On Monday, pitchers Jeremy Hellickson of the Tampa Bay Rays and Craig Kimbrel of the Atlanta Braves were named rookies of the year in the American and National League, respectively. It’s the first time pitchers have won the award in both leagues in the same season since 1981, when Dave Righetti (New York Yankees) and Fernando Valenzuela (Los Angeles Dodgers) turned the trick.
The Detroit Tigers best rookie in 2011 was reliever Al Albuerquerque, who was especially effective in the first half of the season out of the bullpen for Jim Leyland.
In recent seasons, the Tigers have had several young rookie pitchers put up good numbers. Rick Porcello finished third in AL Rookie of the Year voting in 2009 when he won 14 games as a 20-year old.
There have been players who’ve won the ROY and then failed to live up to their promise. Pat Listach, Jerome Walton, Joe Charboneau, and recently Chris Coghlan, come to mind. But for the large part, ROY winners have went on to have good or sometimes, great careers. 14 players who won the award have went on to be elected to the Hall of Fame. A look at the roster of winners just in the last decade shows a slew of stars: Ryan Howard, Buster Posey, Evan Longoria, Duston Pedroia, Huston Street, Ryan Braun. Winners in the 1980s alone include Valenzuela, Righetti, Cal Ripken Jr., Darryl Strawberry, Ozzie Guillen, Dwight Gooden, Todd Worrell, Steve Sax, Mark McGwire, and Benito Santiago. All had long, successful careers.
Let’s take a look at the four Tigers who’ve won the Rookie of the Year Award since it was instituted in 1947 (at that time just one winner was awarded in all of baseball), and how they fared after winning the hardware.
Harvey Kuenn, 1953
As a rookie, Kuenn was called “a perfectly balanced hitter with as sweet a swing as we’ve seen in the American League in some time.” That from The Sporting News, which was once known as “The Bible of Baseball” back when people still read weekly magazines. Kuenn hit .300 in his rookie season, which greatly assists in winning the award, voters like a .300 hitter. Little Harvey made a habit out of hitting .300 – he hit .300 in each of his first four seasons, and had a career mark of .303 in 15 seasons. Just prior to the 1960 season, Kuenn was famously traded by the Tigers to Cleveland straight-up for Rocky Colavito in the only deal involving the reigning batting and home run champs. That deal worked out well for the Tigers. Kuenn is one of the ROY winners who had a long, successful career. A baseball lifer, he later managed the Milwaukee Brewers to their only (as of yet) pennant, in 1982. If you want to know what Harvey Kuenn looked like, just throw some chewing tobacco in your mouth, slide it into one cheek, squint a little, and tip your cap up. He was like Popeye with stirrups on.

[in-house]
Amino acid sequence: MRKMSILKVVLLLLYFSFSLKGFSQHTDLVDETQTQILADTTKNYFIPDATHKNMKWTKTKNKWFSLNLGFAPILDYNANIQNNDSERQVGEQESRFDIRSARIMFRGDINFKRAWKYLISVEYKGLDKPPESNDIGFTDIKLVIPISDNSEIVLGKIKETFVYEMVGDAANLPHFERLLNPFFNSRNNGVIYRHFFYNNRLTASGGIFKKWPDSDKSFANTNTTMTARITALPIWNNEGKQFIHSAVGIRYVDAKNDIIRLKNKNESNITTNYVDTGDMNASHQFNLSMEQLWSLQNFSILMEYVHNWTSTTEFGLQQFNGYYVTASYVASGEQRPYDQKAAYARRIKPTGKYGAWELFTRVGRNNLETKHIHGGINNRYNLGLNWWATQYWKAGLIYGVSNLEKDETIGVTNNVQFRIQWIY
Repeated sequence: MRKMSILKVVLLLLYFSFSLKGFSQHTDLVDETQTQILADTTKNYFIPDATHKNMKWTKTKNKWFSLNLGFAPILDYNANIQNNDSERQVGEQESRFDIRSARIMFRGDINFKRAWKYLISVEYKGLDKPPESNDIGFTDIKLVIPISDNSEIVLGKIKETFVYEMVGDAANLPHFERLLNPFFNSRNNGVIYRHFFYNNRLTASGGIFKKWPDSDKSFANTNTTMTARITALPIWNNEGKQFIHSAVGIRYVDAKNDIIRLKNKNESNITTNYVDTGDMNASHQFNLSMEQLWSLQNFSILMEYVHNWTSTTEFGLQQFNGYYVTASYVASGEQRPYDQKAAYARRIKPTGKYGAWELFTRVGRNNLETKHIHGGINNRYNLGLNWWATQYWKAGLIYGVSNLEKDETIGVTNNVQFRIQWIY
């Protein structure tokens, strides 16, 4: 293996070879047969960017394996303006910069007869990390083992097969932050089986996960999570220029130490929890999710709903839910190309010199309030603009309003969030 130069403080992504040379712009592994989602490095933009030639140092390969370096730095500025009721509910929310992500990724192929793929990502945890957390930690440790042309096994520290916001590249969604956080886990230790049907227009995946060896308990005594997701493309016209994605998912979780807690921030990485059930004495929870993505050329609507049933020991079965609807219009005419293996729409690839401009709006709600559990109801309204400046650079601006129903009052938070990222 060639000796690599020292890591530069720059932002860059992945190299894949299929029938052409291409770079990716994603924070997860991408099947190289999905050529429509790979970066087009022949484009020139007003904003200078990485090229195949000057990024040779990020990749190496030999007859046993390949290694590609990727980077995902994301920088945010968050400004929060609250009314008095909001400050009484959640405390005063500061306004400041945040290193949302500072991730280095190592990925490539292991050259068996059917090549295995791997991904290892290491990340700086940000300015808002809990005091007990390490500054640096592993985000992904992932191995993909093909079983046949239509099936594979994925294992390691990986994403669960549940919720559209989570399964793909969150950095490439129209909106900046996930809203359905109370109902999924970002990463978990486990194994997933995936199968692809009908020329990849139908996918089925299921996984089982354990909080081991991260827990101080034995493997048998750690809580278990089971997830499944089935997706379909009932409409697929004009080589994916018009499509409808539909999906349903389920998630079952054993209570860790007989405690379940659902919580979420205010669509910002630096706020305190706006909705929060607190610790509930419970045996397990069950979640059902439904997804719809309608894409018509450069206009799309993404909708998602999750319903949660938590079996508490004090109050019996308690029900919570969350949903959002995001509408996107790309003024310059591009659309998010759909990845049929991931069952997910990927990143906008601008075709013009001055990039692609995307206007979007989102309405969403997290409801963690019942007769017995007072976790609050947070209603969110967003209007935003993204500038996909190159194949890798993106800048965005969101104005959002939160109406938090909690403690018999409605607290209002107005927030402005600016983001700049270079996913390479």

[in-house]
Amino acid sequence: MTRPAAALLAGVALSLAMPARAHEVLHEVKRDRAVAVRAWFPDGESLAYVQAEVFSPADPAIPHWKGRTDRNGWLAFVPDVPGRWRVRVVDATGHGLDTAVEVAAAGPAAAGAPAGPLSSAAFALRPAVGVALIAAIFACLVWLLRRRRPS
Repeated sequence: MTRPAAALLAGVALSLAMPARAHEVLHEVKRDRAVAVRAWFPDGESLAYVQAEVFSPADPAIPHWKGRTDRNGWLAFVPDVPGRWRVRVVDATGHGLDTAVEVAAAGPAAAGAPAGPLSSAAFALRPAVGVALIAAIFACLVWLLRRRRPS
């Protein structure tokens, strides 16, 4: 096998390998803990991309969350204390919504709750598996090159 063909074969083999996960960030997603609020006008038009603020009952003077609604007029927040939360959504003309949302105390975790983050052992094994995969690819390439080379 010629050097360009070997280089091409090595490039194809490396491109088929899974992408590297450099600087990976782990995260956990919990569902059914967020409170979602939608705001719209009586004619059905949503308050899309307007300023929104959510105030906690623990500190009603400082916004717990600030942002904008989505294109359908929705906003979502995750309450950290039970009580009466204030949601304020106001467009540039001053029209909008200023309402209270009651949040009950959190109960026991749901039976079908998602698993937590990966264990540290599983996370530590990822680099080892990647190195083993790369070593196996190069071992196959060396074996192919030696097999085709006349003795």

Mark Fidrych, 1976
The only Tiger to win ROY and not follow it up with a great career. Almost everyone knows that 1976 was “The Year of the Bird” in Detroit. The floppy-haired Fidrych won 19 games and led the AL in earned run average. He started the All-Star Game, and he put fannies in the seats, which made Tiger brass happy. He was probably the most loved Tiger (albeit briefly) of the last 50 years, with apologies to Norm Cash, Alan Trammell, and Magglio Ordonez. Then, in 1977 in spring training, Fidrych leaped into the air to catch a ball during batting practice as he was shagging flies in the outfield. When he came down, he hurt his knee. As a result of that freak injury, The Bird altered his delivery and damaged his arm. After years if trying to make comebacks, by this time with the Boston Red Sox, arthroscopic surgery revealed that Fidrych had nearly torn his rotator cuff clean through. After that brilliant rookie season, the right-hander posted a 10-10 record. He would have been 29 years old in 1984 – a veteran starter in Sparky’s rotation, but instead he was back in Massachusetts driving a truck for a living.
Lou Whitaker, 1978
There were a lot of great ballplayers who came into the big leagues in the late 1970s, as many as at any other time in baseball history. Just in 1978, Whitaker, Trammell, Ozzie Smith, Lance Parrish, Paul Molitor, Carney Lansford, and Bob Horner were rookies. Add Eddie Murray, Andre Dawson, Jack Clark, Fred Lynn, and Jim Rice in years around there, and you have some great talents. Jack Morris also came up in 1977 for good. Many of those players are in the Hall of Fame, and several others still get strong consideration. Yet, it as Whitaker who won the AL ROY in 1978, beating out Molitor and his teammate (and DP partner) Trammell. Of the two, Whitaker looked like he’d win more acclaim than Trammell in the future. In the first 5-6 years of his career, there were people who bandied about Sweet Lou’s name as a batting champ. He never put together a monster season, but he played for nearly two decades and was a very valuable leadoff man on the ’84 team. Of the names listed above who came into the majors in the mid to late 1970s, Whitaker was the player who relied most on his raw talent. he remained the last Tiger to win the Rookie of the Year Award until…
Justin Verlander, 2006
At every level he’s played, since he was 10 years old, Verlander has been a can’t miss player. He proved that in 2006 when he stepped right into the Detroit rotation and won 17 games as a rookie. That fall, he became one of the only rookies to start Game One of a World Series. If you don’t know what he’s done since, you probably don’t deserve to be reading this blog. All he’s done is go 90-46 with two no-hitters after his stellar rookie campaign. This week he’ll win his first Cy Young Award and he should win the Most Valuable Player Award, though the BBWAA writers are too curmudgeonly to get that one right, probably.